Composting in Winter

Lingering over the Small Watercolor

Lingering over the Small Watercolor

“I’ve tried through drawing to dissect the anatomy of my inner and outer world.”

Jim Dine

What a delicious day.  I cannot say that I accomplished a great deal of external, measurable progress on this watercolor.  I have poked at it, for the most part, this entire day.  But if anyone could have watched me through the window, they would have mistaken me for Willem de Kooning.  It was said by those watching from across the street at night when he was in his New York studio that he would stand there for thirty minutes in front of his canvas, step forward and add a brush stroke or two, and then step away for another 30 minutes or so.  This seems to have been my kind of day.  I have been drawing much more than painting today, constantly tweaking, erasing, correcting things as I go along.  As a watercolorist I know that I am always drawing far more than I am painting.  And that is O.K.

Actually, my mind has been overrun with ideas, all of them inspiring, and all of them making me appear to be A. D. D. (and perhaps I am).  But it has been an excellent day.  I don’t know how many books I have opened, how many pages I have written in the journal, or how many files I have added as well as edited while working at the computer.  But all day long I have been soaking ideas from art, literature, philosophy, theology, and I still haven’t stopped.  Perhaps I was taking Emerson seriously this morning when he spoke of the alembic nature of the creative spirit.

How wonderful it is, in these later years, to feel energy emerging from inumerable disparate ideas internalized from so many courses and so many books and so many lectures throughout the decades.  No longer cramming for exams or obsessing over writing original lesson plans, but engaging in the act of painting, listening to artists interviewed on DVD and experiencing all these endless configurations of thought.  How do I begin to explain that kind of education to an adolescent?  I was just as disinterested and unmotivated as they, when I sat in those public school desks long ago.  Maybe it’s because I’m no longer being tested, graded, evaluated.  Now I can pursue ideas for the pure delight of the discovery, and enjoy my education the way it should have been enjoyed from the beginning.  How is it that institutions find ways to suck out all the joy of education with their endless data?  Oops–I don’t need to go there.  I would rather stay here.

Thanks for reading.  It’s been a satisfying day.

I paint in order to remember.

I journal when I feel alone.

I blog to remind myself that I am not alone.

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8 Responses to “Composting in Winter”

  1. anna warren portfolio Says:

    Ideas – that is the lifeblood. Although I love to immerse myself in a drawing or painting, the time spent thinking, listening and absorbing unconsciously (or not even realising one is thinking) is so valuable. Gradually ideas percolate through.

    Like

    • davidtripp Says:

      I love the way you stated that. As I paint, many things get “worked out” in my mind, especially ideas from disparate sources. That feeling of integration is so satisfying, and I’m always curious as to how much of a role the act of painting plays in facilitating that kind of synthetic thought. Thanks for posting your sentiments!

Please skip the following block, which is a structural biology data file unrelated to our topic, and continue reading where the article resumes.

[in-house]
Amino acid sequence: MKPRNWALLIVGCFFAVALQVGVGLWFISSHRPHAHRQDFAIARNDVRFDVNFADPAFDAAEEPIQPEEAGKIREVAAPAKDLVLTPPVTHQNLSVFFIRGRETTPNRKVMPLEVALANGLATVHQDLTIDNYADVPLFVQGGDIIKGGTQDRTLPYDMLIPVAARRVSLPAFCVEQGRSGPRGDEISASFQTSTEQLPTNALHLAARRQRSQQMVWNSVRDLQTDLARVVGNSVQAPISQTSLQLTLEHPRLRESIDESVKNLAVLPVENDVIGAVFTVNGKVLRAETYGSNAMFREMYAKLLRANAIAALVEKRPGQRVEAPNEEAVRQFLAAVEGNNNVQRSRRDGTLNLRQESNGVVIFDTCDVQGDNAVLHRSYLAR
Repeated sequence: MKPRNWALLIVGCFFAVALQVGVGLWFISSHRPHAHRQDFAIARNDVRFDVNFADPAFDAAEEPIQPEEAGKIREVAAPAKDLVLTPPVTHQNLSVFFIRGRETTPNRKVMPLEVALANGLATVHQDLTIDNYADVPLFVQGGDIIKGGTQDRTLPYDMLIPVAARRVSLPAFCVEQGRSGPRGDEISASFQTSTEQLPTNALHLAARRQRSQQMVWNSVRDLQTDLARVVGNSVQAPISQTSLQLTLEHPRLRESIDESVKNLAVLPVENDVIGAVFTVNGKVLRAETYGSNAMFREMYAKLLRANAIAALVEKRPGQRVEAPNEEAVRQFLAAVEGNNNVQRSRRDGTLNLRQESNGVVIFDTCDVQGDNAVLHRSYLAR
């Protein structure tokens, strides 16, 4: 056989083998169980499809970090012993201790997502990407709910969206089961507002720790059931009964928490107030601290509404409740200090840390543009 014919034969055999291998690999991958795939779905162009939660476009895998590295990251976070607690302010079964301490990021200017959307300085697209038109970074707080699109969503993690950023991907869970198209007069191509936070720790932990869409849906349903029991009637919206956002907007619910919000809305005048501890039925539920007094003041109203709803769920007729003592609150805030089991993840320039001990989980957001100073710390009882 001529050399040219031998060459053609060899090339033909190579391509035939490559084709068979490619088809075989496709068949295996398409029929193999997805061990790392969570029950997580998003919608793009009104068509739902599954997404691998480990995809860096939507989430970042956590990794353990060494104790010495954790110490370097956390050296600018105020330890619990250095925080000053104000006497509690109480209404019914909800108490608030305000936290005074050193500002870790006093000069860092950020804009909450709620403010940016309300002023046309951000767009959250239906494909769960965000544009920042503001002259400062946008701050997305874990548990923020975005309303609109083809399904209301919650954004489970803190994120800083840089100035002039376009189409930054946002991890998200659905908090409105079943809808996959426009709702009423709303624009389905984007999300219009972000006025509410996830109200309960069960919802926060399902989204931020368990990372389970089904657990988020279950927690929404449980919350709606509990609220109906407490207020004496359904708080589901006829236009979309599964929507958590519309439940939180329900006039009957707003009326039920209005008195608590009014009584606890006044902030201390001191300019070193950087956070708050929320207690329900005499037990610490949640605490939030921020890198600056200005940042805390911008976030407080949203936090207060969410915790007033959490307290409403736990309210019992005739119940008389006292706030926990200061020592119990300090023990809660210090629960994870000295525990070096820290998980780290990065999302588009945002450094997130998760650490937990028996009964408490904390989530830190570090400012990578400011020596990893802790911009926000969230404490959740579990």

Like

  2. Sharron Spence Says:

    We are snow bound and have frigid temperatures in Kansas today so I decided to inspire myself with your blog. I so enjoy reading your beautifully written thoughts and learning about Emerson ‘s writings. I find that many of your thoughts are ones that I have been experiencing recently being retired and enjoying art and creativity.

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    • davidtripp Says:

      Sharron, thank you so much. I really envy your retired life and will vicariously enjoy knowing you have space to do what you wish to do. I am just coming to the end of a very satisfying holiday vacation. I return to school tomorrow. Texas will not see snow, but temperatures are now in the 20s and are expected to drop to the teens the next couple of days. I so enjoy the winter light, have been reading Emerson’s “Nature” this morning, and am at my watercolor just now. I hope your day is sublime, and thank you so much for the kind words.

      Like

  3. lindahalcombfineart Says:

    Lovely , thought provoking post. When I was around 40 I worked with a PhD who loved ideas. he never approached a challenge or new concept with anything but curiousity and an open mind. I LEARNED so much by watching him. (He could also evaluate and make decisions. That’s what made him a great researcher!)

    Like

    • davidtripp Says:

      You’re playing my song, Linda! Isn’t it a fascinating world when ideas are allowed to take center stage. I’m reading Hannah Arendt’s “Life of the Mind” trying to find more ways to feed this sentiment.

      Like

  4. J Stella Says:

    Loved the post and the watercolor. I used to work for an artist. We gave tours to members of MOMA, etc. When asked what he did when he “made a mistake”, he answered: “There are no mistakes, only opportunities.”

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    • davidtripp Says:

      I like that, thank you! I’ll remember it and learn now to redefine my own “miscues”. I wish I lived in the vicinity of MOMA. It would be hard to pry me out of that place.

      Like

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